The midseason guide is out in about two weeks. If you haven’t had the chance to purchase it yet, make sure you do as it’ll have much more tidbits like the ones found in this article to help you gain a massive edge over your competitions in your pools.

 

Questions or comments? Like always I’ll be ready and willing to discuss them in the section below.

 


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Comments (3)add comment

steve laidlaw said:

metaldude26
... Great work right here. I did a review on this a couple years back tracking all the mid-season coaching changes since the lockout and have been meaning to do an update but it's a rather daunting task. What I found is that historically a team will almost always score more, particularly on the power play. In fact, special teams play is where the greatest gains were seen. Most all teams also improved their record under the new coach. The most important thing I noticed was that most teams took ~10 games to respond to the new coach and then they took off so it is important not to have a knee-jerk reaction if a team stumbles right out of the gates. Only the worst of teams (I'm looking at you Carolina) will continue to lose after a mid-season coaching change and that's because they simply do not have the talent to compete rather than it being a simple failure to buy in.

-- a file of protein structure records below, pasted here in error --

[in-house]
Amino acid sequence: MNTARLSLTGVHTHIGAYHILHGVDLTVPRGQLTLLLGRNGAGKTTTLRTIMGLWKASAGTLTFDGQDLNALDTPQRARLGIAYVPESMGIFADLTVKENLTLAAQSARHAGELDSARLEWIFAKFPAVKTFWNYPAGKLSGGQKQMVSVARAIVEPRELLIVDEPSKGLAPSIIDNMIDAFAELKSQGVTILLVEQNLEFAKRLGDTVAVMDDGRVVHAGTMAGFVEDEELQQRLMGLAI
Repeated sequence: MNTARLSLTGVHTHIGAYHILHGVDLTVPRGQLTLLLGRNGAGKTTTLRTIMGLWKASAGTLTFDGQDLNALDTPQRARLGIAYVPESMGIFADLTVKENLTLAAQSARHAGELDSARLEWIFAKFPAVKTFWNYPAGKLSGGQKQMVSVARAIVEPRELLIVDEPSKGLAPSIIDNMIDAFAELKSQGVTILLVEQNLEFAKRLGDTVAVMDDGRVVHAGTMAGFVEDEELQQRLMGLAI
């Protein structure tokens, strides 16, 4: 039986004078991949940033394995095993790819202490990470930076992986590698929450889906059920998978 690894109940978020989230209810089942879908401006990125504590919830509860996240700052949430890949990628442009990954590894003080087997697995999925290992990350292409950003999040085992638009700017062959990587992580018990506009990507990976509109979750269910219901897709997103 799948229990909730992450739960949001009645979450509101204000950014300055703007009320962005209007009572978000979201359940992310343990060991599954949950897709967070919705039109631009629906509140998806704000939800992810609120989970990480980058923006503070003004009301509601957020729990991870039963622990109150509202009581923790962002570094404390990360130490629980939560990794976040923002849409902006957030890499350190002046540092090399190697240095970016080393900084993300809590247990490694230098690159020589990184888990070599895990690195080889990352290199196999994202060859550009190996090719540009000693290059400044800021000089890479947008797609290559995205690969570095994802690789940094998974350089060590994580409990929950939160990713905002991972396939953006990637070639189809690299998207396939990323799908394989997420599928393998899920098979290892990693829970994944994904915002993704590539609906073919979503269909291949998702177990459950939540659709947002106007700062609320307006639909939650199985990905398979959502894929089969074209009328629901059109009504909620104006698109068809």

December 21, 2011
Votes: +0

Ryan Ma said:

Maaaasquito
... RE: Stats

Definitely Pengwin. I think you're along the same lines as me in terms of thinking of what changes have impacted the team. I just looked at it from a deeper level with a lot of "real life" stats like giveaways and takeaways too...

Another interesting thing I dug up was...

pre-HITCH: Halak avg shot distance faced: 31.07 Elliot: 36.39
under-HITCH: Halak: 33.17 Elliott: 31.84

So eventhough the SOG for and against have remained fairly constant, it's the quality of SOG that has changed. A lot more of the opposition SOG are coming further away and the D is limiting a lot of those bang em in second chance shots, which in turn has made the team D much better under Hitch. Their style of D is much like the Bruins. SO eventhough their goalie might be seeing 25-30 shots a game, but if they're all coming from the perimeter, those are easy saves for the goalie.